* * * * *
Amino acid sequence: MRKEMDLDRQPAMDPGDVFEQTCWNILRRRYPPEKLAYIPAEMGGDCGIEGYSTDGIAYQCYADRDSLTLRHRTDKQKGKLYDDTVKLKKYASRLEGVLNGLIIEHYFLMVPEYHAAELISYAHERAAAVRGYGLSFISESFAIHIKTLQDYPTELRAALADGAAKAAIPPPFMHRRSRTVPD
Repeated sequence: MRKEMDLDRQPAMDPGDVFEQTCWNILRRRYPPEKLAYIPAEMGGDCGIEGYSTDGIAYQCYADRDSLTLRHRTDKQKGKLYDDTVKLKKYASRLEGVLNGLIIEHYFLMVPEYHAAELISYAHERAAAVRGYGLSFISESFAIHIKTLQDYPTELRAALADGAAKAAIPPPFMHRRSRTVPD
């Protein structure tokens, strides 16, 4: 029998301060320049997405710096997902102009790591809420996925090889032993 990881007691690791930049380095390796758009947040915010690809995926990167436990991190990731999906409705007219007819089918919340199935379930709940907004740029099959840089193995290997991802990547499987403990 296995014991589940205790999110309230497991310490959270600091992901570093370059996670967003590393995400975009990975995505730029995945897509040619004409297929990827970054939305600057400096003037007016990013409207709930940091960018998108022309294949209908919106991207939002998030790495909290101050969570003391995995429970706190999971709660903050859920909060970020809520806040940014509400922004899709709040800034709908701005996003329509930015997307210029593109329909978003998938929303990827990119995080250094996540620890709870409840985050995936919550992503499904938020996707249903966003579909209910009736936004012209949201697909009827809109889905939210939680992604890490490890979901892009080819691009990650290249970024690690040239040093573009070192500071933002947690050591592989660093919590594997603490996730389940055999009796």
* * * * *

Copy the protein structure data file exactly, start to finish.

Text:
Amino acid sequence: MRKEMDLDRQPAMDPGDVFEQTCWNILRRRYPPEKLAYIPAEMGGDCGIEGYSTDGIAYQCYADRDSLTLRHRTDKQKGKLYDDTVKLKKYASRLEGVLNGLIIEHYFLMVPEYHAAELISYAHERAAAVRGYGLSFISESFAIHIKTLQDYPTELRAALADGAAKAAIPPPFMHRRSRTVPD
Repeated sequence: MRKEMDLDRQPAMDPGDVFEQTCWNILRRRYPPEKLAYIPAEMGGDCGIEGYSTDGIAYQCYADRDSLTLRHRTDKQKGKLYDDTVKLKKYASRLEGVLNGLIIEHYFLMVPEYHAAELISYAHERAAAVRGYGLSFISESFAIHIKTLQDYPTELRAALADGAAKAAIPPPFMHRRSRTVPD
């Protein structure tokens, strides 16, 4: 029998301060320049997405710096997902102009790591809420996925090889032993 990881007691690791930049380095390796758009947040915010690809995926990167436990991190990731999906409705007219007819089918919340199935379930709940907004740029099959840089193995290997991802990547499987403990 296995014991589940205790999110309230497991310490959270600091992901570093370059996670967003590393995400975009990975995505730029995945897509040619004409297929990827970054939305600057400096003037007016990013409207709930940091960018998108022309294949209908919106991207939002998030790495909290101050969570003391995995429970706190999971709660903050859920909060970020809520806040940014509400922004899709709040800034709908701005996003329509930015997307210029593109329909978003998938929303990827990119995080250094996540620890709870409840985050995936919550992503499904938020996707249903966003579909209910009736936004012209949201697909009827809109889905939210939680992604890490490890979901892009080819691009990650290249970024690690040239040093573009070192500071933002947690050591592989660093919590594997603490996730389940055999009796």